27 Apr Treating Back Pain: Getting to the Root of Common Misdiagnoses
By Farhan Malik, MD
Atlanta Innovative Medicine
Back pain is one of the most common medical problems that people experience worldwide. In fact, up to 80% of the population will experience back pain at some point in their lives. Unfortunately, many people who suffer from back pain are also misdiagnosed which makes treating back pain very difficult.
A misdiagnosis can lead to prolonged discomfort and potentially serious health problems. For this reason, when treating back pain, it is crucial to understand the causes, know the related symptoms, and seek high-quality care from attentive specialists.
What causes back pain?
Back pain can be caused by injuries, like strains or sprains, or by a wide variety of health or lifestyle factors, including disc-related issues, pinched nerves, arthritis, poor posture, issues elsewhere in the body that lead to misalignment, and numerous others.
Why is back pain often misdiagnosed?
Misdiagnosis is common when it comes to back pain because there are so many potential causes and because the various back pain causes can look much the same. In many cases, there are multiple issues at play, and the one that seems immediately obvious, in an X-ray, for example, may not be the true source of pain.
What are the most frequently misdiagnosed causes of back pain?
Some of the most commonly misdiagnosed causes of back pain are sacroiliac joint pain, degenerative disc disease, and a herniated lumbar disc.
Sacroiliac joint pain
The sacroiliac joint is located where the base of the spine (the sacrum) meets the pelvis. Sacroiliac joint pain occurs when there is inflammation around or damage to this joint.
What does sacroiliac joint pain feel like?
Symptoms of sacroiliac joint pain include:
- Dull, aching lower back pain
- Pain that spreads to the groin and legs
- Inflammation in the legs
- Sciatic-type nerve pain
Treating back pain in the sacroiliac joint
With a proper diagnosis, sacroiliac joint pain relief can be achieved through anti-inflammatory injections at the source, targeted chiropractic adjustments, physical therapy, or regenerative treatments that promote healing at the point of damage.
Degenerative disc disease
Between the spine’s vertebrae are soft, flexible discs that absorb shock and enable movement. When these discs wear with age or become injured, the damage is referred to as degenerative disc disease.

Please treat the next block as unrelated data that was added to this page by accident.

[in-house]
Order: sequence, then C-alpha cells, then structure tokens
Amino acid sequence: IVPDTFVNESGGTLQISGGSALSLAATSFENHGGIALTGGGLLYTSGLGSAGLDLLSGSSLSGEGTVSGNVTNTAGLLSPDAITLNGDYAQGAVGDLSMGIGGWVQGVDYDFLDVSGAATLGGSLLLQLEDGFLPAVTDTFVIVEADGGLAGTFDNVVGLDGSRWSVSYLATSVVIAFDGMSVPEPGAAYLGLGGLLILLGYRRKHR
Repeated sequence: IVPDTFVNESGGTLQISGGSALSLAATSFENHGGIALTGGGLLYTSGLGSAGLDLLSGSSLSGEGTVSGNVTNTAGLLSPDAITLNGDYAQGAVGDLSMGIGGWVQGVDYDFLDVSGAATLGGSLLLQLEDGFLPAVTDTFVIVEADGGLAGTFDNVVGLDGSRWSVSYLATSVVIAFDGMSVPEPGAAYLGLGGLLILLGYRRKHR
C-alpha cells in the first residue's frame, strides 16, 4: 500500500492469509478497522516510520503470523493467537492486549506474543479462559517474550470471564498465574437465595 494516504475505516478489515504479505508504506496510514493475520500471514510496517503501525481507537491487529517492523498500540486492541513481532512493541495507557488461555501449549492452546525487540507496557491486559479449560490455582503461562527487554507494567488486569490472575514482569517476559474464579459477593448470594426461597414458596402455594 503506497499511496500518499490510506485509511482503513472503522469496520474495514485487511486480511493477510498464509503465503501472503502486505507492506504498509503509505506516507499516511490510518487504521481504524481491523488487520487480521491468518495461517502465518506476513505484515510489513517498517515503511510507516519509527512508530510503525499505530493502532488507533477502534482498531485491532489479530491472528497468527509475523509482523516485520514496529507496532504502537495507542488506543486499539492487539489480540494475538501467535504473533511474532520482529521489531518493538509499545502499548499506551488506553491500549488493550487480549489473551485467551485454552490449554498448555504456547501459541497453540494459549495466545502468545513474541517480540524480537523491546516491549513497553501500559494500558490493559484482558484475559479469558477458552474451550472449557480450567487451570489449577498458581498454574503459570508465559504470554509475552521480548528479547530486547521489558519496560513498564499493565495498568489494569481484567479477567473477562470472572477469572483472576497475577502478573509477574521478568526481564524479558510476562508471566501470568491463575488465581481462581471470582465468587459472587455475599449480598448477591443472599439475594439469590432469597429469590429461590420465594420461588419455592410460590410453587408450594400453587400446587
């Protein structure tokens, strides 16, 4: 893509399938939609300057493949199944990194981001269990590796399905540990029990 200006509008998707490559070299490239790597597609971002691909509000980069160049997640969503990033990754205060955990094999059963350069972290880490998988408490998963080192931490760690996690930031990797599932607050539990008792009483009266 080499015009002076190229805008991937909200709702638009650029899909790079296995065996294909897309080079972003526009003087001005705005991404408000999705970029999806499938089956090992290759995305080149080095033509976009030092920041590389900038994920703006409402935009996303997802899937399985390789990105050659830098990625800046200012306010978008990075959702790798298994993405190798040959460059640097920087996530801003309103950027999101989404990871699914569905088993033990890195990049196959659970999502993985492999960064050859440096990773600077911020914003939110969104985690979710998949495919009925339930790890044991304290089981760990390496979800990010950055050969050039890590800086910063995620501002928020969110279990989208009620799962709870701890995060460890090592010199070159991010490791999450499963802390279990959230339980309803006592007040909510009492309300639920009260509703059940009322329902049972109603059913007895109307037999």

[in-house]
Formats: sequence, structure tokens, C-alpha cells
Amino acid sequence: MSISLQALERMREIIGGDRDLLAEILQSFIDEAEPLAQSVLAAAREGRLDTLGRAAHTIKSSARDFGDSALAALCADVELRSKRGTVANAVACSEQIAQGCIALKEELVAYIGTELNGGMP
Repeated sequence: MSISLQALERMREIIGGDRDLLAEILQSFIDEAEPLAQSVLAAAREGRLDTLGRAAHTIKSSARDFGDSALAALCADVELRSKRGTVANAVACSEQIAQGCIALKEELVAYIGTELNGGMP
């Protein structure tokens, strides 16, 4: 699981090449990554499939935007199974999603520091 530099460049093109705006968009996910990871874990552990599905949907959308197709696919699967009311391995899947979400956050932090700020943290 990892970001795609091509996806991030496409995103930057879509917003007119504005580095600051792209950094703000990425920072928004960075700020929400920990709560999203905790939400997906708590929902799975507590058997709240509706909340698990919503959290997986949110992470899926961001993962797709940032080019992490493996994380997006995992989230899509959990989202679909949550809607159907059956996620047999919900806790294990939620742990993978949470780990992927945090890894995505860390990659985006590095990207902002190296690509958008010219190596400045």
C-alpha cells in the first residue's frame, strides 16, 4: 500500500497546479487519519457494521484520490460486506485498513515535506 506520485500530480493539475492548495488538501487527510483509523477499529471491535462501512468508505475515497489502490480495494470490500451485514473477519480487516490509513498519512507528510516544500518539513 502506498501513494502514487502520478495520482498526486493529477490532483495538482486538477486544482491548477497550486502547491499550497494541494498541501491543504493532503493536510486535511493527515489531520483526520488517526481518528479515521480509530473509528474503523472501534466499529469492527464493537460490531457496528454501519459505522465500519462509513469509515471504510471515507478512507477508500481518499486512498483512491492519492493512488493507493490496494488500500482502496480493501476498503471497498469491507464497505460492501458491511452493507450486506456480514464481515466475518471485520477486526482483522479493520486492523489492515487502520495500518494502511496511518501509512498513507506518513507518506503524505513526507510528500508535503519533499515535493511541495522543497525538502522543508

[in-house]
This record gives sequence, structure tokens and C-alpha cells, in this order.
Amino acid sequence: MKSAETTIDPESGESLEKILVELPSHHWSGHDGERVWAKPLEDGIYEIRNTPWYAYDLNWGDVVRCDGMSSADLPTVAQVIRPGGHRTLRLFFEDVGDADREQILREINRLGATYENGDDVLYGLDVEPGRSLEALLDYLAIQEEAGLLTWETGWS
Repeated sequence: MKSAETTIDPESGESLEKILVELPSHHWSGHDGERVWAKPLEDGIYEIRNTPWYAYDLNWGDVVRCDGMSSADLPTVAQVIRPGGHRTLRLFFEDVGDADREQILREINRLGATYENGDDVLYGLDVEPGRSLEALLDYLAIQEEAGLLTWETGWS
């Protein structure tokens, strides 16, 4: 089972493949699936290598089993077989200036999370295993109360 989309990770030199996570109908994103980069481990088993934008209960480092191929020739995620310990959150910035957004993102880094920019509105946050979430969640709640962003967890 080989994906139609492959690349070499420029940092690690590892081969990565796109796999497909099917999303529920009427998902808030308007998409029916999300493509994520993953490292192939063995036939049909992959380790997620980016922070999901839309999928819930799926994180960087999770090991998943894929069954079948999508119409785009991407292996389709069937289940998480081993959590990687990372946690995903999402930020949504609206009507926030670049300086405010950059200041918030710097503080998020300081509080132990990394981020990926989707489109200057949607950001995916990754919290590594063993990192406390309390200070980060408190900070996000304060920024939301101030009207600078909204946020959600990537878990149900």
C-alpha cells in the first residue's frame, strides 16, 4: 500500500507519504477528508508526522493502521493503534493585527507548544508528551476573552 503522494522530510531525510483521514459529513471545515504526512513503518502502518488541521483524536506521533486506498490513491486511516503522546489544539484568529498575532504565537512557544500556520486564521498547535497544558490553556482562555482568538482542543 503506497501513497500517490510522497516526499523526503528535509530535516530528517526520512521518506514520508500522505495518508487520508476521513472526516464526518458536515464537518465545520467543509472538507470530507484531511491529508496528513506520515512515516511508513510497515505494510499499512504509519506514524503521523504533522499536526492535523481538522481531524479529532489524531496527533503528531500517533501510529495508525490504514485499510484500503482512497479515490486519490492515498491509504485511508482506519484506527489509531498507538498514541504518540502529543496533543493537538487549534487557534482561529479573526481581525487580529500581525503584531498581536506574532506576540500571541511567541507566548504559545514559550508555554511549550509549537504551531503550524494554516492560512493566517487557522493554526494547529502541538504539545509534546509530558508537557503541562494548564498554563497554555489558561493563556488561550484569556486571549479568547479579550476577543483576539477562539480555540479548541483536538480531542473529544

What does degenerative disc disease feel like?
Some of the most common symptoms of degenerative disc disease include:
- Pain that worsens when sitting
- Pain that eases when walking or changing positions
- Numbness or tingling in the extremities
- Leg muscle weakness
- Foot drop
Treating back pain from degenerative disc disease
Treating back pain caused by degenerative disc disease often involves physical therapy, regenerative treatments, and pain relief injections. When degenerative disc disease is properly diagnosed, relief is very much possible.
Herniated lumbar disc
A herniated lumbar disc is a herniated disc in the lower spine. When injured or worn down with age, the inner portion of a disc can start to protrude and press on the spinal nerves, resulting in irritation of the nerve roots called lumbar radiculopathy.
What does a herniated disc feel like?
When a herniated lumbar disc causes lumbar radiculopathy, sciatica typically results. Sciatica pain can feel like:
- Dull aching
- Sharp stabbing
- Numbness and tingling
- Muscle weakness
Treating back pain from a herniated lumbar disc
When a herniated disc has been diagnosed, the resulting pain can be effectively treated in a number of ways. Treating back pain from a herniated disc can involve a tailored combination of physical therapy, chiropractic care, and noninvasive regenerative treatments.
The location and type of back pain plays a significant role in diagnosing the cause. Because sacroiliac joint pain, degenerative disc disease, and a herniated lumbar disc are all marked by sciatic-type pain and the related sensations, misdiagnosis of these conditions is very common.
What are the other causes of back pain?
Strains & sprains
Strains and sprains occur when you injure or overstretch the ligaments, tendons or muscles that support your spine. This can result from sudden movements, a fall or other trauma, muscle overuse, or incorrectly lifting heavy objects. They can cause painful muscle spasms, swelling, stiffness, and limited mobility.
Disc issues & pinched nerves
Beyond degenerative disc disease and herniated discs, there are several other disc and nerve issues that can cause back pain, including torn discs, which occur when the outer layer of a disc tears and the inner material begins to leak out, and spinal stenosis, which occurs when the spaces of the spinal column shrink, putting pressure on the spinal cord and the surrounding nerves.
A fracture refers to a crack or break in the vertebrae, typically caused by trauma such as a fall or accident, or by underlying conditions like osteoporosis which weakens the bones. Fractures vary in extremity; minor fractures are not always immediately noticeable and can be mistaken for muscle strains or sprains.